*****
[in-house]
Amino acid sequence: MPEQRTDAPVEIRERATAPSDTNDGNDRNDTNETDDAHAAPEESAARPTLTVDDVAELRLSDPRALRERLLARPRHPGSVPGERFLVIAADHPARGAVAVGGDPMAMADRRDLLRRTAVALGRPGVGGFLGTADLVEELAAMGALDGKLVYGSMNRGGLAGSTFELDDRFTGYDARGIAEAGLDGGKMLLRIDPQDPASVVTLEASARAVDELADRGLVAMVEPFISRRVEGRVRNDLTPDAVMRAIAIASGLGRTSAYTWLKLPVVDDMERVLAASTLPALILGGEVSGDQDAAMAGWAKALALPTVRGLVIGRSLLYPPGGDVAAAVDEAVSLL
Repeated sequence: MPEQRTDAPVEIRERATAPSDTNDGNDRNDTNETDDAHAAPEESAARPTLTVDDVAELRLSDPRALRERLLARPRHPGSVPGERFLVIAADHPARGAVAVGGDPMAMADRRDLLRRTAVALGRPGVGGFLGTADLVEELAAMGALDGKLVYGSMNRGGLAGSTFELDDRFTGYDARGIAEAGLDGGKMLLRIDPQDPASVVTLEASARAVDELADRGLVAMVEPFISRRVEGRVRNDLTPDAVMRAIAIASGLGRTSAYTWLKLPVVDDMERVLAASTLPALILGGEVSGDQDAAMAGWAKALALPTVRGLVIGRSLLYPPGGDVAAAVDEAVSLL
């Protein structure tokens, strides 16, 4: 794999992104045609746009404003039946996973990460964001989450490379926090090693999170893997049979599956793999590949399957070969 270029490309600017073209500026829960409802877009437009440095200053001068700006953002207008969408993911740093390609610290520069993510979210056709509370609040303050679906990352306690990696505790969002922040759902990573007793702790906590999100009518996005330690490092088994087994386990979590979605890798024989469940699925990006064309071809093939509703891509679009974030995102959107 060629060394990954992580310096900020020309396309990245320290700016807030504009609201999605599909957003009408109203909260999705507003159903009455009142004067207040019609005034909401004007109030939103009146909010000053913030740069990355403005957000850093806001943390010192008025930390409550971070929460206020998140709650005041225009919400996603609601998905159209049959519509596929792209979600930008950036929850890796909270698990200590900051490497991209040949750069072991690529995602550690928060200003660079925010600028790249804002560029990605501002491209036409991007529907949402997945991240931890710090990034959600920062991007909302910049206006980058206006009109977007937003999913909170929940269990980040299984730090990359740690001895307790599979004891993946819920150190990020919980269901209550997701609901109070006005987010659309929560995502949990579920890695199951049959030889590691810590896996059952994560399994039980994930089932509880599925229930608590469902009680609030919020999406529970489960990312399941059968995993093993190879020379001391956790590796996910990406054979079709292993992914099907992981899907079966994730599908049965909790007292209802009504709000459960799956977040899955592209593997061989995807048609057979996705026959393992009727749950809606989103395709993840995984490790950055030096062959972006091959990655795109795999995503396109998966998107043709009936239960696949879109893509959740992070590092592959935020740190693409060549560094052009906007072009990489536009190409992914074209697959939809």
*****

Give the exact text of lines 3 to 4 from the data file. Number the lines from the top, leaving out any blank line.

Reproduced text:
Repeated sequence: MPEQRTDAPVEIRERATAPSDTNDGNDRNDTNETDDAHAAPEESAARPTLTVDDVAELRLSDPRALRERLLARPRHPGSVPGERFLVIAADHPARGAVAVGGDPMAMADRRDLLRRTAVALGRPGVGGFLGTADLVEELAAMGALDGKLVYGSMNRGGLAGSTFELDDRFTGYDARGIAEAGLDGGKMLLRIDPQDPASVVTLEASARAVDELADRGLVAMVEPFISRRVEGRVRNDLTPDAVMRAIAIASGLGRTSAYTWLKLPVVDDMERVLAASTLPALILGGEVSGDQDAAMAGWAKALALPTVRGLVIGRSLLYPPGGDVAAAVDEAVSLL
């Protein structure tokens, strides 16, 4: 794999992104045609746009404003039946996973990460964001989450490379926090090693999170893997049979599956793999590949399957070969 270029490309600017073209500026829960409802877009437009440095200053001068700006953002207008969408993911740093390609610290520069993510979210056709509370609040303050679906990352306690990696505790969002922040759902990573007793702790906590999100009518996005330690490092088994087994386990979590979605890798024989469940699925990006064309071809093939509703891509679009974030995102959107 060629060394990954992580310096900020020309396309990245320290700016807030504009609201999605599909957003009408109203909260999705507003159903009455009142004067207040019609005034909401004007109030939103009146909010000053913030740069990355403005957000850093806001943390010192008025930390409550971070929460206020998140709650005041225009919400996603609601998905159209049959519509596929792209979600930008950036929850890796909270698990200590900051490497991209040949750069072991690529995602550690928060200003660079925010600028790249804002560029990605501002491209036409991007529907949402997945991240931890710090990034959600920062991007909302910049206006980058206006009109977007937003999913909170929940269990980040299984730090990359740690001895307790599979004891993946819920150190990020919980269901209550997701609901109070006005987010659309929560995502949990579920890695199951049959030889590691810590896996059952994560399994039980994930089932509880599925229930608590469902009680609030919020999406529970489960990312399941059968995993093993190879020379001391956790590796996910990406054979079709292993992914099907992981899907079966994730599908049965909790007292209802009504709000459960799956977040899955592209593997061989995807048609057979996705026959393992009727749950809606989103395709993840995984490790950055030096062959972006091959990655795109795999995503396109998966998107043709009936239960696949879109893509959740992070590092592959935020740190693409060549560094052009906007072009990489536009190409992914074209697959939809």